Pain is an unpleasant feeling which may be associated with actual or potential tissue damage. Despite causing suffering, pain is a critical component of the body’s defence system. It is part of a rapid warning relay instructing the motor neurons of the central nervous system to minimise detected physical harm. Pain can be classified as acute or chronic.
- Acute pain: short-term pain or pain with an easily identifiable cause. Acute pain is the body’s warning of present damage to tissue or disease. It is often fast and sharp followed by aching pain. Acute pain is centralised in one area before becoming somewhat spread out. This type of pain responds well to medications.
- Chronic pain: pain that has lasted 6 months or longer. This constant or intermittent pain has often outlived its purpose, as it does not help the body to prevent injury. It is often more difficult to treat than acute pain. The experience of physiological pain can be grouped according to the source and related nociceptors (pain detecting neurons):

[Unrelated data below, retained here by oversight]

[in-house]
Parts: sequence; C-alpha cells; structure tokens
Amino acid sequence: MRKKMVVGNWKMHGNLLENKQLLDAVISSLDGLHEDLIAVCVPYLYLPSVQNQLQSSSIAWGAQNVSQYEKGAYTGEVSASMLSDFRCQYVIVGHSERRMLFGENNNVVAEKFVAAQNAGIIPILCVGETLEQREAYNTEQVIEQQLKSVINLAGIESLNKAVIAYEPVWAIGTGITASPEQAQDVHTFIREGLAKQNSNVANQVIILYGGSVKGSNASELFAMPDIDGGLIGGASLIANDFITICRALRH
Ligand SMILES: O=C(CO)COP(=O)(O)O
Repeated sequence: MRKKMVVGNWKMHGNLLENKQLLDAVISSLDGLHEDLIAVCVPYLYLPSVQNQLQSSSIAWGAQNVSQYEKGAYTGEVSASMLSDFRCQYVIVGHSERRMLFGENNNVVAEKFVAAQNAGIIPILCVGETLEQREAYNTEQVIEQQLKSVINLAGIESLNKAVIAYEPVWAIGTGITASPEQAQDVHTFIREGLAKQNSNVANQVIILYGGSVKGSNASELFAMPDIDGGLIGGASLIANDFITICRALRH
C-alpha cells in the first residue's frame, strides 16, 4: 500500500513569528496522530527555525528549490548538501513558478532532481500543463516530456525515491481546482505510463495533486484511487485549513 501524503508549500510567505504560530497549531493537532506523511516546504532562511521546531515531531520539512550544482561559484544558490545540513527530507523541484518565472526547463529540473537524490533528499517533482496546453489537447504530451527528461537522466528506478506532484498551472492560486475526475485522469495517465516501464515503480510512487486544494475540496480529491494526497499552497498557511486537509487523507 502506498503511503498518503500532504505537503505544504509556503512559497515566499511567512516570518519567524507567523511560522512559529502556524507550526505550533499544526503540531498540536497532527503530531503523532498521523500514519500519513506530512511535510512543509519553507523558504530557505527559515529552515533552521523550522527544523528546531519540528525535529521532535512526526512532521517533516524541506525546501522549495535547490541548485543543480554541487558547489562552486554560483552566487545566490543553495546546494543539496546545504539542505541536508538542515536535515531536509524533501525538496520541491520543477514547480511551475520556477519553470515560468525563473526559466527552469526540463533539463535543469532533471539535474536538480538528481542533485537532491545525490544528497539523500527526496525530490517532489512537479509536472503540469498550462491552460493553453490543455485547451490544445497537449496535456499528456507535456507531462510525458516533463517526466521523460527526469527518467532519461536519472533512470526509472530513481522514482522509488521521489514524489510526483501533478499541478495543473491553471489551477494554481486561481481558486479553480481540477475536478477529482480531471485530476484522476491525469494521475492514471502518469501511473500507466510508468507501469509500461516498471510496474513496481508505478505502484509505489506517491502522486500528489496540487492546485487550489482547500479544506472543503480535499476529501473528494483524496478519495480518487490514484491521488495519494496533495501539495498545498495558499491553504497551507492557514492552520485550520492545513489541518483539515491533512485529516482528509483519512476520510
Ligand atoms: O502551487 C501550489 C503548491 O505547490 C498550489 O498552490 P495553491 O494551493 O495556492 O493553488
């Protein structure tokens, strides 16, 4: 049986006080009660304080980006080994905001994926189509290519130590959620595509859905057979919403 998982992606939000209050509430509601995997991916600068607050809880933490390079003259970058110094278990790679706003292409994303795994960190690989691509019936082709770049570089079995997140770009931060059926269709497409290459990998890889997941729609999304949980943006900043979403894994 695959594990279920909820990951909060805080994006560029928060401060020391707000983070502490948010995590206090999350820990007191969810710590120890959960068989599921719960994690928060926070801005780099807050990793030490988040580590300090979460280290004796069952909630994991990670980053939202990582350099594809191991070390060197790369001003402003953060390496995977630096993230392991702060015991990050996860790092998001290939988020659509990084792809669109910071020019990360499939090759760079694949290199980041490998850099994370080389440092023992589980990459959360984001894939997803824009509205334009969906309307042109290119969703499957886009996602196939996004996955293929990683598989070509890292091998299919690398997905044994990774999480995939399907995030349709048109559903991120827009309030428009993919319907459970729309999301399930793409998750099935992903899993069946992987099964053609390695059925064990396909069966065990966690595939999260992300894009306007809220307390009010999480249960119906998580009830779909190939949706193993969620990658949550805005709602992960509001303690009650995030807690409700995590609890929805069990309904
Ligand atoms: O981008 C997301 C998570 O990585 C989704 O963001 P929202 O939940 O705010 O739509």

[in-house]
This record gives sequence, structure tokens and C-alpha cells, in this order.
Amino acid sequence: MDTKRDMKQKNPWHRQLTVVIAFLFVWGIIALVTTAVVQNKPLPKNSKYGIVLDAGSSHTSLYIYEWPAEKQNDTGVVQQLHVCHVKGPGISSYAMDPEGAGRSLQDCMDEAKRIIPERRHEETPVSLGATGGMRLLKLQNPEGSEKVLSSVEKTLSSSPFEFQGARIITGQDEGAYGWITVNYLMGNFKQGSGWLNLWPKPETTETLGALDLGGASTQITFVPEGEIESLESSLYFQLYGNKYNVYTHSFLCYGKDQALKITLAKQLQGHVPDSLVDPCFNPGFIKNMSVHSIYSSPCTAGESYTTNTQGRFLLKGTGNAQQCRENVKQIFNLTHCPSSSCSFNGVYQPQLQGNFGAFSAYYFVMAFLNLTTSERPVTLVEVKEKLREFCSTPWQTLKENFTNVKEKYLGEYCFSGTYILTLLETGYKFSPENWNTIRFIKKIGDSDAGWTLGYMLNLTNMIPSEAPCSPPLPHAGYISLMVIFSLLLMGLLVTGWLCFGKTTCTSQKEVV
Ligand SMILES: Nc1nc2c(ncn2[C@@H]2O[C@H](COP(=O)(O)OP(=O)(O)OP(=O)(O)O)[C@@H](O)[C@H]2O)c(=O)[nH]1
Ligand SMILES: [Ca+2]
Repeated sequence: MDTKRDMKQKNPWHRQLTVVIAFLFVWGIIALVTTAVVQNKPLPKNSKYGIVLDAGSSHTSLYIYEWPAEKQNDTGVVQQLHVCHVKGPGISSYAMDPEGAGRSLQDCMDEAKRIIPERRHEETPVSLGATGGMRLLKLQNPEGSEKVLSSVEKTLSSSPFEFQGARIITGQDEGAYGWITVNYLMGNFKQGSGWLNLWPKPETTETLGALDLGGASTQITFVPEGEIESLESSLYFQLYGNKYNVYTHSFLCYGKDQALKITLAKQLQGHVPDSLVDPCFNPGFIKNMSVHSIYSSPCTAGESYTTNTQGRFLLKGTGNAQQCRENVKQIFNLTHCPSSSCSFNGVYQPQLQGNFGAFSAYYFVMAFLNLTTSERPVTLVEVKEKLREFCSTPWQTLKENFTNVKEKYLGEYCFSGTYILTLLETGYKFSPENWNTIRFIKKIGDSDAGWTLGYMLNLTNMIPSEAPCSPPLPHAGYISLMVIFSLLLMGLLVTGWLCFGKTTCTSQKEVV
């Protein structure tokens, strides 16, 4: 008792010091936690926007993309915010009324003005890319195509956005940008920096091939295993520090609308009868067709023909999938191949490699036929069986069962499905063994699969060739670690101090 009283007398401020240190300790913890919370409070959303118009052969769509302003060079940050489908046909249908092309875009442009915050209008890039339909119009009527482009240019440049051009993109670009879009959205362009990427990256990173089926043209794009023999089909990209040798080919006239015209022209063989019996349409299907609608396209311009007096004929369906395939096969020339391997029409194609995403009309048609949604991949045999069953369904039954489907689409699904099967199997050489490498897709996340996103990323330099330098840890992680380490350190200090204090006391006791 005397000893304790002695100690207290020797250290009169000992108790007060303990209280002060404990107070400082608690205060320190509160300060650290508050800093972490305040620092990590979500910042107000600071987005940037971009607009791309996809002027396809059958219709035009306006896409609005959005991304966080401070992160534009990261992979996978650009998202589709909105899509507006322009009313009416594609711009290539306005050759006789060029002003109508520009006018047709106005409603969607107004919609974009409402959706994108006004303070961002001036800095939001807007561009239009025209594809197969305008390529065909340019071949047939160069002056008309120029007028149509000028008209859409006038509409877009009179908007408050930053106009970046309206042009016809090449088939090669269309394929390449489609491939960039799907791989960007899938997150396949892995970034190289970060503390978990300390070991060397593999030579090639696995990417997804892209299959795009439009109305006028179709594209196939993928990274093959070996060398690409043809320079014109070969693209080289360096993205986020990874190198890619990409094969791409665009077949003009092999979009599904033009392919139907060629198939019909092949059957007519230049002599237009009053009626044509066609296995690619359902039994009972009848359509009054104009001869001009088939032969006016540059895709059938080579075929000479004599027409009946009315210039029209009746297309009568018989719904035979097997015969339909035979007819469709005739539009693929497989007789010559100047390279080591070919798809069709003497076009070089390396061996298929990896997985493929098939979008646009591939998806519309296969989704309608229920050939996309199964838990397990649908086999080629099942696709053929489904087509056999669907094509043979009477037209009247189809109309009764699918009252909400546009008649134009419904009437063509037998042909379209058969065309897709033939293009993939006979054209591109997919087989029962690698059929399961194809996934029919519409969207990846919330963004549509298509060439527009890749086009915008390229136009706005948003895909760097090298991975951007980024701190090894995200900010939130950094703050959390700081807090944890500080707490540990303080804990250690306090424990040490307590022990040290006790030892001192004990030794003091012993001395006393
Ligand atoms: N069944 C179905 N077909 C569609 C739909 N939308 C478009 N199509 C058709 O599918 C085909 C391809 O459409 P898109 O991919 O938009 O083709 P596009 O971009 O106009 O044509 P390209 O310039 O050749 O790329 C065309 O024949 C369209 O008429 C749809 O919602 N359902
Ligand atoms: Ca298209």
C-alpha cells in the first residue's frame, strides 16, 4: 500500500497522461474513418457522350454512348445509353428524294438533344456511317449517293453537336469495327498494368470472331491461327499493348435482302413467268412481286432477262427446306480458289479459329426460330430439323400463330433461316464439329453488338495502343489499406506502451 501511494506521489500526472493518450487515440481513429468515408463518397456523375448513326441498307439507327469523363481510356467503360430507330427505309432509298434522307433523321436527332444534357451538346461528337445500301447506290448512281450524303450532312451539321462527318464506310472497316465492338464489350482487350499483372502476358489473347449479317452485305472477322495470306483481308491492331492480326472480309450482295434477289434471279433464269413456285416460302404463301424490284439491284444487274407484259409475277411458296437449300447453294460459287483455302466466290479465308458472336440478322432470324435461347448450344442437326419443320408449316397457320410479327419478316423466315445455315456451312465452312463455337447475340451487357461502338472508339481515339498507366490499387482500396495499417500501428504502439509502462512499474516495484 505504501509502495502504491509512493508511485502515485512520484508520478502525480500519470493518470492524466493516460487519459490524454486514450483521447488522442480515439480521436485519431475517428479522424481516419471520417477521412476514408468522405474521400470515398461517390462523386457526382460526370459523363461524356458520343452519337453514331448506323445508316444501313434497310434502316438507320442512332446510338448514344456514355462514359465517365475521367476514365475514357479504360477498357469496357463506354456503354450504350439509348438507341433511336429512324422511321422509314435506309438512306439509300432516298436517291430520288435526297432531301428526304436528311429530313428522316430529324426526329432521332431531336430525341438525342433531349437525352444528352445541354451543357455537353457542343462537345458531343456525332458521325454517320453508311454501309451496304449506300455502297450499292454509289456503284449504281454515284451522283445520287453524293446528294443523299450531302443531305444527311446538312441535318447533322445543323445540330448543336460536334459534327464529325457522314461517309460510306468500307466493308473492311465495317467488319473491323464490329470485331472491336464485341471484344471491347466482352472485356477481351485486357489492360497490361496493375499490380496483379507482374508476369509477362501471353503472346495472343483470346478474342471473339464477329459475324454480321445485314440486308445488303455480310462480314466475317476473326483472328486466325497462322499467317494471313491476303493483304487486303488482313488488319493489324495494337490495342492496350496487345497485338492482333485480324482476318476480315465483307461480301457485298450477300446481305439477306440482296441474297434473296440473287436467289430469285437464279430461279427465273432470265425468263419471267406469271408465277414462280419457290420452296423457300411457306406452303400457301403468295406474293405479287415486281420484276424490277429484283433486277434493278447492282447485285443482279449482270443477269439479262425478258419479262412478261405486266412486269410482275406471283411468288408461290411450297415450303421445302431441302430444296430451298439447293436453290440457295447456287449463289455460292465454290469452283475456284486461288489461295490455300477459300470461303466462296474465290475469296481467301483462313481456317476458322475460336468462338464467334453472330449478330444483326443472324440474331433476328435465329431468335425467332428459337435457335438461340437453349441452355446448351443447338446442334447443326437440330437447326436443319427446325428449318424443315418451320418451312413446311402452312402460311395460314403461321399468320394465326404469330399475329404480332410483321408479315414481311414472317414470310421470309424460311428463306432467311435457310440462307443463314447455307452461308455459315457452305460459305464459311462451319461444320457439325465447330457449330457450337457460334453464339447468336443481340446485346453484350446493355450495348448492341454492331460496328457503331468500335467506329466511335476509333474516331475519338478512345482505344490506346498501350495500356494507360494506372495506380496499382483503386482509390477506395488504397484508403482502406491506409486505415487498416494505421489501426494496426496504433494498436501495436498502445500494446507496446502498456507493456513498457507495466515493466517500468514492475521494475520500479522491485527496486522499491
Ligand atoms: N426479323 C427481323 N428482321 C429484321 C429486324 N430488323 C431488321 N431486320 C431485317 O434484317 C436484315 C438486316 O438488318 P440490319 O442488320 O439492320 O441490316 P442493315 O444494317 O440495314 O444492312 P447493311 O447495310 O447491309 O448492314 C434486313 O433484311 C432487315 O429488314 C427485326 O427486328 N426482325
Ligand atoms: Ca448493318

- Somatic pain originates from ligaments, tendons, bones, blood vessels, and is detected with somatic nociceptors. The scarcity of pain receptors in these areas produces a dull, poorly-localised pain of longer duration than cutaneous pain: examples include sprains.
- Visceral pain originates from body’s viscera, or organs. Visceral nociceptors are located within body organs and internal cavities. Visceral pain is extremely difficult to localise, and several injuries to visceral tissue exhibit “referred” pain, where the sensation is localised to an area completely unrelated to the site of injury.
- Neuropathic pain or neuralgia, can occur as a result of injury or disease to the nerve tissue itself. This can disrupt the ability of the sensory nerves to transmit correct information to the thalamus, and hence the brain interprets painful stimuli even though there is no obvious or known physiologic cause for the pain.